PhotoConsumers are driving cars for longer periods of time than in years past, but they tend to drive certain makes and models longer than others.

The automotive website iSeeCars.com conducted a study to identify the vehicles that stay on the road with original owners the longest. It turns out they all come from Japanese manufacturers.

Not only that, SUVs, minivans, and hybrids are the vehicles that consumers tend to stick with. The company looked at more than 2.5 million cars from the 1981-2006 model years sold this year. Ten models stood out as being at least 1.9 times more likely than average to be owned by the original purchaser for 10 years or more.

Toyota dominates the list

Making the durability list are five Toyotas, three Hondas, one Lexus, and one Subaru. Among these original owners, the percentage who held onto their wheels for at least 10 years ranged between 4% and 32.1%.

Topping the list is the Toyota Highlander Hybrid, followed closely by the Toyota Prius. The study found 32% of the consumers who purchased these cars drove them at least 10 years.

Number three on the list is the Toyota Highlander gasoline model, followed by the Toyota Sienna. Among Highlander owners, 20% kept the cars for a decade, while 28.7% of Sienna drivers did the same.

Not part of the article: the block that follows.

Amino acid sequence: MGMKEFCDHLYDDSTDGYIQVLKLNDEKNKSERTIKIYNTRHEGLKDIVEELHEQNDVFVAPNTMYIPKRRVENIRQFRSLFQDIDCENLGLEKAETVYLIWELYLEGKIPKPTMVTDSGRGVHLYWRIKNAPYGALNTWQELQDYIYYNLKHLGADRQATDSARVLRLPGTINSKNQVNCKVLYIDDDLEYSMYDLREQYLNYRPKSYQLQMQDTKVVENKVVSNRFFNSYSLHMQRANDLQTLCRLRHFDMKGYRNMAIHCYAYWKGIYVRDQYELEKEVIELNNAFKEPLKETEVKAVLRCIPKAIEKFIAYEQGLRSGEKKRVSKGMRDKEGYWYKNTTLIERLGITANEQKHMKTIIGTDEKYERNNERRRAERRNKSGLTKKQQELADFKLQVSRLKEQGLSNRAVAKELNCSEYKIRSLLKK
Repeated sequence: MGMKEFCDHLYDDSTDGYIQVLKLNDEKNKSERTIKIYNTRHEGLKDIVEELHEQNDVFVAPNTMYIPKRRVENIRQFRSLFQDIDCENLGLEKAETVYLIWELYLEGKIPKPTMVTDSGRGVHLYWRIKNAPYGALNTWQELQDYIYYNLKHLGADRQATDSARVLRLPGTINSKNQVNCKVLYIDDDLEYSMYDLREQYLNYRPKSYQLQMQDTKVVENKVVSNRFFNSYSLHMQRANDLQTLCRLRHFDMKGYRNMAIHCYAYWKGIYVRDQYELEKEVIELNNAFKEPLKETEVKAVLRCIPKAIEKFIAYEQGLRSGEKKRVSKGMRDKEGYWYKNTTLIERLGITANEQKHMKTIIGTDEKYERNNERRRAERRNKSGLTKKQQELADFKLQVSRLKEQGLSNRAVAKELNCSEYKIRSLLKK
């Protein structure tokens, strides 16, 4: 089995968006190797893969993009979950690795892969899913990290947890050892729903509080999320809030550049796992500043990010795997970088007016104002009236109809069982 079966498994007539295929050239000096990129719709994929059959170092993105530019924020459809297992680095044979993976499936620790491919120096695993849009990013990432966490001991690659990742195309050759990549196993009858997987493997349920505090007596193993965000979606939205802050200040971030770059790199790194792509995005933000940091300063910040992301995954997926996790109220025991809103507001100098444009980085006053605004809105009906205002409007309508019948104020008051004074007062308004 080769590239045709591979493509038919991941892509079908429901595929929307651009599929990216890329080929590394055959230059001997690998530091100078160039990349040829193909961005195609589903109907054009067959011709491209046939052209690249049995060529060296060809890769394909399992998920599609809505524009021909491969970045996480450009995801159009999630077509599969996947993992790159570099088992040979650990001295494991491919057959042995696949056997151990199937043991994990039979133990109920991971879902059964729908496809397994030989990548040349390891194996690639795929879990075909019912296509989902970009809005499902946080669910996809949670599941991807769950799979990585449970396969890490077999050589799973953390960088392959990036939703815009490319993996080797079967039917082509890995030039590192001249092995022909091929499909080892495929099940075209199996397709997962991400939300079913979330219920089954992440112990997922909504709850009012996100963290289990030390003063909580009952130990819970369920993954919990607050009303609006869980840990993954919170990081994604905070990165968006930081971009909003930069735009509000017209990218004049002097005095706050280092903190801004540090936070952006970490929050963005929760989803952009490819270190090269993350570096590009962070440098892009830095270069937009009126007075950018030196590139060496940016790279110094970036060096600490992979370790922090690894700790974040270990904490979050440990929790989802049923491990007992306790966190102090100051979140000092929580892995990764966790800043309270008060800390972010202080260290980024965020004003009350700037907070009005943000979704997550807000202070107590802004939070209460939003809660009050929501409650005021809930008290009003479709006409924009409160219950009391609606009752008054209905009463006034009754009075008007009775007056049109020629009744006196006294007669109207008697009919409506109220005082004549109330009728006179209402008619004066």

With Toyota owning the first four slots on the list, Honda claims the next two positions with 27.2% of Honda Pilot owners keeping their cars for 10 years and 25.2% of CR-V owners driving their cars for that period of time.

The Toyota RAV4, Subaru Forrester, Lexus RX Hybrid, and Honda Oddyssey round out the top 10.

Surprising make up

“The top 10 cars that people hold onto are all from Japanese automakers, which isn't surprising since they have a reputation for reliability. But the makeup of the cars is unexpected,” said Phong Ly, CEO of iSeeCars.com.

Of the vehicles on the top 10 list, nine are either SUVs and minivans. Ly suggests these vehicles are used mostly as family cars and might continue to serve that purpose as families grow.

Ly said it is somewhat surprising that so many hybrids are on the list, since the early knock on these vehicles was concern about battery life.

“For hybrids, the savings from fuel costs accrue only after several years of ownership, so one reason owners may be keeping these vehicles is to offset the higher cost of a hybrid,” Ly said.

Equally surprising is the fact that some of the top selling cars and trucks aren't on the list. Only 20% of Toyota Camry drivers keep their cars for at least 10 years, with only 17% of Honda Accord owners doing the same.


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